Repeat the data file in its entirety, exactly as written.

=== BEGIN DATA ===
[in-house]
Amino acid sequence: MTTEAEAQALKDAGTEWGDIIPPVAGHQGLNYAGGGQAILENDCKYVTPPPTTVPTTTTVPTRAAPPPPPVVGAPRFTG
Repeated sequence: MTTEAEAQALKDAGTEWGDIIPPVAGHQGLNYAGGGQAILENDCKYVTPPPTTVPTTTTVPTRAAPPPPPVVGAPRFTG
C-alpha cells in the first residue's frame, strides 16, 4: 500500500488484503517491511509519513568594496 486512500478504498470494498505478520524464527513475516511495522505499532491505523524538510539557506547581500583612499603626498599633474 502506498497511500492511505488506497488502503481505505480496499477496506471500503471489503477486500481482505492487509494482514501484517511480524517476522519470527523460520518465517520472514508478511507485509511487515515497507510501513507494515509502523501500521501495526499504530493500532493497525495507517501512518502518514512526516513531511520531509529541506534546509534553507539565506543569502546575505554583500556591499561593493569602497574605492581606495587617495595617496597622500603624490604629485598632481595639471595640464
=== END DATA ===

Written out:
[in-house]
Amino acid sequence: MTTEAEAQALKDAGTEWGDIIPPVAGHQGLNYAGGGQAILENDCKYVTPPPTTVPTTTTVPTRAAPPPPPVVGAPRFTG
Repeated sequence: MTTEAEAQALKDAGTEWGDIIPPVAGHQGLNYAGGGQAILENDCKYVTPPPTTVPTTTTVPTRAAPPPPPVVGAPRFTG
C-alpha cells in the first residue's frame, strides 16, 4: 500500500488484503517491511509519513568594496 486512500478504498470494498505478520524464527513475516511495522505499532491505523524538510539557506547581500583612499603626498599633474 502506498497511500492511505488506497488502503481505505480496499477496506471500503471489503477486500481482505492487509494482514501484517511480524517476522519470527523460520518465517520472514508478511507485509511487515515497507510501513507494515509502523501500521501495526499504530493500532493497525495507517501512518502518514512526516513531511520531509529541506534546509534553507539565506543569502546575505554583500556591499561593493569602497574605492581606495587617495595617496597622500603624490604629485598632481595639471595640464